Essentially, what we call the “Internet” is the electronic network of networks that connects people and information through different digital devices permitting information retrieval and person-to-person communication. In the late 1960s the U.S. Department of Defence commissioned the Advanced Research Projects Agency (ARPA) for network research, but only in 1982 Internet technology protocols, commonly known as TCP/IP, are developed. The medium began its rapid ascent in the early 1990s, when commercial interests were allowed to participate and graphical interfaces became broadly accessible.
Since then the number of people who have access to the internet and use it on a daily basis has risen exponentially, and so have the web sites available online. In 1995 they were less than 20,000, in 2000 were over 10 million (over two billion web pages) in 2010 they are estimated to be around 800,000,000.
The growth or the World Wide Web is not the privilege of the West. There is considerable activity in the Internet and online markets across Asia. A study conducted by China Internet Network Information Center (CNNIC), the state network information center of China, found out that China has more internet users than the total population of the U.S. Internet penetration remains much lower, 28.7% according to the latest data, (while North America reached 76.2%) but the vast majority are already using broadband connections. Internet use by mobile phones is rapidly increasing and although their connection speed is lower than fixed lines, it can cover a vast geographic area and can easily be applied.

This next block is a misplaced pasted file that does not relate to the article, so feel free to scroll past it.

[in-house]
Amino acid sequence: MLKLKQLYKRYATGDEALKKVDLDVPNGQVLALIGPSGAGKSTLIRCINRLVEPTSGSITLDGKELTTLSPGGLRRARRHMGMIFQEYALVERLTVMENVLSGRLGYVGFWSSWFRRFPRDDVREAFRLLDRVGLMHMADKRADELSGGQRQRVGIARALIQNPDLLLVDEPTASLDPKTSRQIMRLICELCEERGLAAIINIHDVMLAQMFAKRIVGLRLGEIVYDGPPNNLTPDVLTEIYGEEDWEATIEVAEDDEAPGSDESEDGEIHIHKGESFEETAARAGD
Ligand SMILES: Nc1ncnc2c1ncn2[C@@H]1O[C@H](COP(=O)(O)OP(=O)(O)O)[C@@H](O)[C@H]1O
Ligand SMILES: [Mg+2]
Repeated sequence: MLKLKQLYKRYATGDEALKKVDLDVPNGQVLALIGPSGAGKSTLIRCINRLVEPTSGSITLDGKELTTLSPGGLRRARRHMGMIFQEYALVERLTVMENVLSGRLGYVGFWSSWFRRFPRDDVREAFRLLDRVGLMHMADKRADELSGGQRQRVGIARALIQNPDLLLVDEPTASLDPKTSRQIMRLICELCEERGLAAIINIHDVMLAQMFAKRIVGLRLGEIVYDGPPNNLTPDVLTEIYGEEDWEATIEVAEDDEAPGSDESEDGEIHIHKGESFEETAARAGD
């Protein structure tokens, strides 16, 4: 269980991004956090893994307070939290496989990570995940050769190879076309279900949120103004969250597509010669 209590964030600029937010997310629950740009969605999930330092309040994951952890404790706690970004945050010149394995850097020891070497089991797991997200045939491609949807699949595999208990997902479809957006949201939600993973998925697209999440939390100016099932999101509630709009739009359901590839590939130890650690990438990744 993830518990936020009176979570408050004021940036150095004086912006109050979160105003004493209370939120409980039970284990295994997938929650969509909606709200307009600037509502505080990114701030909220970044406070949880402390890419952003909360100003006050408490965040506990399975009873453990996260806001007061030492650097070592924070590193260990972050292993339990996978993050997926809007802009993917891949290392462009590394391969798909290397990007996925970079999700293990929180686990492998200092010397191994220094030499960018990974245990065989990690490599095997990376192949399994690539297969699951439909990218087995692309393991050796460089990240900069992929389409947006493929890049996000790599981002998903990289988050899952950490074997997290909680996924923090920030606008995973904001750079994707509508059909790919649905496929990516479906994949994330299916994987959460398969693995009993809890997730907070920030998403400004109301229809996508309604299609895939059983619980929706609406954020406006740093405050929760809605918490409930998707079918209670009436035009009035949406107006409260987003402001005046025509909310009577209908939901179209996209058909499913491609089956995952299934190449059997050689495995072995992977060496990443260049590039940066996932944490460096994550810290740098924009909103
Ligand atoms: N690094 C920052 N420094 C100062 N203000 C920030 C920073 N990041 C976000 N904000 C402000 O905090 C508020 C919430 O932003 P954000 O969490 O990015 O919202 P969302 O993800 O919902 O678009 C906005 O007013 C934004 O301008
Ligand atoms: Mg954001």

South Korea, with over 37,475,800 users and an extremely vibrant web market, has one of the largest internet penetration rates in the world (77.3%). By contrast the perilous economy and the government’s repression in Democratic People’s Republic of Korea are badly obstructing any possibility of telecommunication development in the country.
According to the Internet World Stats, internet penetration in Africa in 2009 was around 6.7%, a poor result if compared to 27.7% of the rest of the world. Yet its growth has accelerated in recent years due to the improvements on infrastructures and broadband is rapidly replacing dial-up connections.
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